As an example, if you start making the max contribution at 50 years of age and continue for every year until you retire at 65, at a 5% interest rate you would have amassed over $500,000. Any employer-matched contributions are then the icing on the cake!

Working During Retirement? – Another Possibility

Planning to continue working into retirement, even on a part-time basis, is another strategy for making up for lost time. Do your research now, so you can plan for this possibility. It might even be possible to start a small side-business while you are employed. Make enquiries about consultancy work in your current field – your expertise could be sought after. The same example used above, about reducing the amount you need to save for retirement, can also be applied to earnings. If you can come up with a plan to earn around $10,000 a year in retirement, this equates to $250,000 you don’t need to have saved before you retire.

So, now it’s time to stop thinking and stressing about how you are going to make up for lost time and take some action!

Start now to get your financial position down on paper; get those figures out of your head and do the calculations necessary to plan your retirement. Look for where you can cut spending so you can lift your retirement savings. Create a financial plan that will allow you to enjoy your years of retirement.

How about you all? Are you making up for lost time? If so, what is your game plan/strategy?

    ***Photo courtesy of


    1. Pauline @ Reach Financial Independence says:

      If you have only 15 years ahead of you, you should be making some serious cuts! I managed to save enough to stop working in less than 15 years so it can be done but with great frugality. It is hard to deflate your lifestyle though, sell the house the kids grew up in for a smaller condo for example, is a step many wouldn't take. I wouldn't make a plan to work after the age of 65, many people can't do it for health reason.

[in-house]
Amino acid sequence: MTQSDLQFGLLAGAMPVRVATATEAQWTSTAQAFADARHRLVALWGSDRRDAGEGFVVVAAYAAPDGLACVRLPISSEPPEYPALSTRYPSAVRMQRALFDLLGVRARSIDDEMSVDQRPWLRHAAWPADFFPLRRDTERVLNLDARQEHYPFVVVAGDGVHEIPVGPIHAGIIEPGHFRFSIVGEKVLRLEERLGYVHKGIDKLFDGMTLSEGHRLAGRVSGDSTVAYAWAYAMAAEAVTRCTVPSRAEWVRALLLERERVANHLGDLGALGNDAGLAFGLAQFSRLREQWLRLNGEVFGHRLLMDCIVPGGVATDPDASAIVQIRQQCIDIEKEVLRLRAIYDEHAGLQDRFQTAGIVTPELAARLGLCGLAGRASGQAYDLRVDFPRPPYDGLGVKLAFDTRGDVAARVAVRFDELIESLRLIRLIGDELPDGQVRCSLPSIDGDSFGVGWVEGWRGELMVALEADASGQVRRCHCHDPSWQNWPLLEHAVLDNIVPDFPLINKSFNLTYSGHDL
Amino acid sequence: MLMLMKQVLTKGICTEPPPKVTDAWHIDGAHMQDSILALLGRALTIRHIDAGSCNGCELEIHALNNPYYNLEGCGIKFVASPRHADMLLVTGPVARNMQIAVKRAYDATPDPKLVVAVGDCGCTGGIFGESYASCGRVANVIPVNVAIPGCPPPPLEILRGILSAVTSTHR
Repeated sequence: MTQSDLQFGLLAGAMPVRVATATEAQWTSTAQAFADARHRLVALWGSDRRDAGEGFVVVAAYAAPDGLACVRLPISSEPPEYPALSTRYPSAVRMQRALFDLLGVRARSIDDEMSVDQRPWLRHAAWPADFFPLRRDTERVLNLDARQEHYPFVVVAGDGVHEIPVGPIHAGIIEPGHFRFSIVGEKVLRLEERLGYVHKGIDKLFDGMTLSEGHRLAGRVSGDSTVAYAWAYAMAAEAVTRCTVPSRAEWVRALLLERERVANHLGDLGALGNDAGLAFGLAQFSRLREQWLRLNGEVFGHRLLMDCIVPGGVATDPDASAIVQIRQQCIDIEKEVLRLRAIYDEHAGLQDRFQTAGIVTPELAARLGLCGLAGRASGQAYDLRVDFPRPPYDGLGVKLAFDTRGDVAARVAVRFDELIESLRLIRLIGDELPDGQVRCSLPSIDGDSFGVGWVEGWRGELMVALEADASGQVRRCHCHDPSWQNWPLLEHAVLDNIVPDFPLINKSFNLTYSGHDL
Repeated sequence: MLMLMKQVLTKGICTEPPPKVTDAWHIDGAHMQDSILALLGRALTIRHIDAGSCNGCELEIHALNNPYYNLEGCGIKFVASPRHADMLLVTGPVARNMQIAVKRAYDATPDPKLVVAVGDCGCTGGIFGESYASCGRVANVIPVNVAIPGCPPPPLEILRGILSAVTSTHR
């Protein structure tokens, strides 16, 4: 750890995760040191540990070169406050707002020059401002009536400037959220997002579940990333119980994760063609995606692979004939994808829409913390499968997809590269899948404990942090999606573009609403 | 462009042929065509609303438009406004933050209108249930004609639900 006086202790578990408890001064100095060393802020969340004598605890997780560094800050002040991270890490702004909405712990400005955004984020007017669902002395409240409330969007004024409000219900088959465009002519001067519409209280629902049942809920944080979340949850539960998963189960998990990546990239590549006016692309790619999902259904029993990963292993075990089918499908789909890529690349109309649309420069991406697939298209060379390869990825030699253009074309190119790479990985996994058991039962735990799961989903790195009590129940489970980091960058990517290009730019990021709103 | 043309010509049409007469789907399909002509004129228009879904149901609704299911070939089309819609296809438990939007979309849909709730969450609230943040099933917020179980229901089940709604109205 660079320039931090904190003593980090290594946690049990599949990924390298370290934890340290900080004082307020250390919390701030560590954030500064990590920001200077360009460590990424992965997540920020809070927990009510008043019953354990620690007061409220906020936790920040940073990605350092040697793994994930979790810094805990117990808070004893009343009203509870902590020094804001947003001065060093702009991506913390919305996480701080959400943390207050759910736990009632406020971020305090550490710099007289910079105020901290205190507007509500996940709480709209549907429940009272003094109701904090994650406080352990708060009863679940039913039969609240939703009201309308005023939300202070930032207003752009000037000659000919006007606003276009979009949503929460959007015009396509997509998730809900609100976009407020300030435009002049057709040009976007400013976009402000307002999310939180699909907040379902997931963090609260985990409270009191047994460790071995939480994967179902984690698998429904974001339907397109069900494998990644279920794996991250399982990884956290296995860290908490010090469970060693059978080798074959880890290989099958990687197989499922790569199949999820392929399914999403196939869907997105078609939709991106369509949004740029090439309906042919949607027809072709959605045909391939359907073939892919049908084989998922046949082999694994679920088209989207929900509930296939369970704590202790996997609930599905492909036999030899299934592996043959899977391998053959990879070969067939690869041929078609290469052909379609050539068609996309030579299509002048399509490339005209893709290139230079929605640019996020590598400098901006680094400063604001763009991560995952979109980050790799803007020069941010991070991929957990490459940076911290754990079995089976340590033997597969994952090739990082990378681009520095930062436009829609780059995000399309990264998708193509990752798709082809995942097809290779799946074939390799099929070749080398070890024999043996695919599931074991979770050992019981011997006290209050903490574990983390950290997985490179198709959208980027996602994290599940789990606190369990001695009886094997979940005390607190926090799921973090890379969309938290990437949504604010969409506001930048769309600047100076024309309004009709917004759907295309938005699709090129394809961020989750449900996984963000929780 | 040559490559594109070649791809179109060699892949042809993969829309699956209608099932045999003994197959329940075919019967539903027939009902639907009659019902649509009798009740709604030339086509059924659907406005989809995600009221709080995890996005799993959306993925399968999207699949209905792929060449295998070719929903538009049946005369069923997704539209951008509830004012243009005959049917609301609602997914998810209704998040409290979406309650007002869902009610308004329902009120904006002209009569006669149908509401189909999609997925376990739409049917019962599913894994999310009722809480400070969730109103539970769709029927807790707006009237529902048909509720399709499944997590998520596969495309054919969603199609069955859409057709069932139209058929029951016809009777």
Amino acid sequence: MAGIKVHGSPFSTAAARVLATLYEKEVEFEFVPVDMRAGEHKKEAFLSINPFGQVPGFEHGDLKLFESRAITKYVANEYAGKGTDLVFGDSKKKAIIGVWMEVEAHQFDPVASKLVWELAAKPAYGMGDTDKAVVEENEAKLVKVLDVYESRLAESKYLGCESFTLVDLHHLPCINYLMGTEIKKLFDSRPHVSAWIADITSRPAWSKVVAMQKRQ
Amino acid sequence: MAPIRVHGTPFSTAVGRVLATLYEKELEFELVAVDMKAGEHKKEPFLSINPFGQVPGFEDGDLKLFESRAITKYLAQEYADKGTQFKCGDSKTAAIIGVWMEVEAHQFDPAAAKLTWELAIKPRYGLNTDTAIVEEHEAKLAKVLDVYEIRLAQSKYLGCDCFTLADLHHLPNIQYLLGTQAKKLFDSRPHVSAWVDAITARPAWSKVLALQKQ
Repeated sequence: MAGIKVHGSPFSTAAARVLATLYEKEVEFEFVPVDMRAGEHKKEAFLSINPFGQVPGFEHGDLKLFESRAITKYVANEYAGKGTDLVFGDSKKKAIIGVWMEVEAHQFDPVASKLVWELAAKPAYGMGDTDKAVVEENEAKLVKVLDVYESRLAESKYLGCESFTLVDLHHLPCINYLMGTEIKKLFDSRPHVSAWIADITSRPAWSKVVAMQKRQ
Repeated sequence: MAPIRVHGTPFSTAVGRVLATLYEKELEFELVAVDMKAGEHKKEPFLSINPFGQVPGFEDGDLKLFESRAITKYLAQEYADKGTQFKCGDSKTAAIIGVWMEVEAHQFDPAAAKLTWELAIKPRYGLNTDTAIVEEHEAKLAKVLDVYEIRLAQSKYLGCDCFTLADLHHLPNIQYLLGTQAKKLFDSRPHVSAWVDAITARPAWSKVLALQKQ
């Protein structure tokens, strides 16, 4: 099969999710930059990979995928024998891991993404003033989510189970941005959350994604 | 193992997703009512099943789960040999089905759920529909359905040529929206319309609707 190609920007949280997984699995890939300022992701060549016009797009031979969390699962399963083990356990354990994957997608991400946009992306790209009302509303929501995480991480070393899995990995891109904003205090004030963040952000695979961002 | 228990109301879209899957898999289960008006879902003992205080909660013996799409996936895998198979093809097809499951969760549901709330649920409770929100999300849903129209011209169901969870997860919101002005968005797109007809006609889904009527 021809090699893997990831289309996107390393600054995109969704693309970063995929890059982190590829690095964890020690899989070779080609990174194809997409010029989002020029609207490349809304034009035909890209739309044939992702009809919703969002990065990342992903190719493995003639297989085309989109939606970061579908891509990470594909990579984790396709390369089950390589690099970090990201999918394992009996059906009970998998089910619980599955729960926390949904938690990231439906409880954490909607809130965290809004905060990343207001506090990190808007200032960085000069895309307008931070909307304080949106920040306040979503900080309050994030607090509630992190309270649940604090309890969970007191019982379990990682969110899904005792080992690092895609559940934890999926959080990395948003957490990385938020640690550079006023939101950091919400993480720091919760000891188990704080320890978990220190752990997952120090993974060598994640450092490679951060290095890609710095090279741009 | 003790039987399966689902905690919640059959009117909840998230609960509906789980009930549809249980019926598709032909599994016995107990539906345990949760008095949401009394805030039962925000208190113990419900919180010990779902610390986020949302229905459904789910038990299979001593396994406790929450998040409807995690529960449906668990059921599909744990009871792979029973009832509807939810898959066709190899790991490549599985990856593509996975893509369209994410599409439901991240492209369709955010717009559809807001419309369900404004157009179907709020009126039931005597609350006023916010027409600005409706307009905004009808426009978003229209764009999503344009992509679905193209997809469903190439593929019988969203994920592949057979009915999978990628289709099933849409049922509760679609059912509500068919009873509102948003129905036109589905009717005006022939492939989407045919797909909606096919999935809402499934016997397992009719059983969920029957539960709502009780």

My recent post 13 money resolutions for 2013: #12 make a plan!

    2. John S @ Frugal Rules says:

      Seeing numbers like this always concern me at where we're going if so many have so little saved for retirement. I would agree though that starting a budget and looking for ways to maximize tax favored accounts are vital. You can't get back that lost time but you can certainly make a good dent in it.
      My recent post Taking the Plunge: Budgeting and the Entrepreneur

      • Well put John. We shouldn't give up. We can start today to change things for tomorrow.
        My recent post Are You Financially Ready For Kids?

    3. PS Based on what I have read, I think you and your family are doing just fine.
      My recent post Are You Financially Ready For Kids?

    4. studentdebtsurvivor says:

      I've gotten a little later of a start then I would have wanted (I just turned 30), but I think I'll be able to make up for lost time, I also think I'm one of those people who wouldn't be able to fully “retire” because I'd go stir crazy, so working a little part-time gig in retirement actually sounds pretty good to me.
      My recent post Personal Finance is Personal-Butt Out

      • I got started a bit later than I would have liked to as well but things seem to be working out ok now. You can catch up. Like you I think I will always keep busy too. The good thing though is it will be because we want to and not because we need the money.
        My recent post Natural Home Cleaning From Products Found In Your Home

    5. I started early and hit a few road blocks along the road, so I feel like im playing catch up. I like the idea behind working part time forever or at least 70 years old. Working hopefully for my own business will keep me young and quick thinking.
      My recent post Bad Money Habits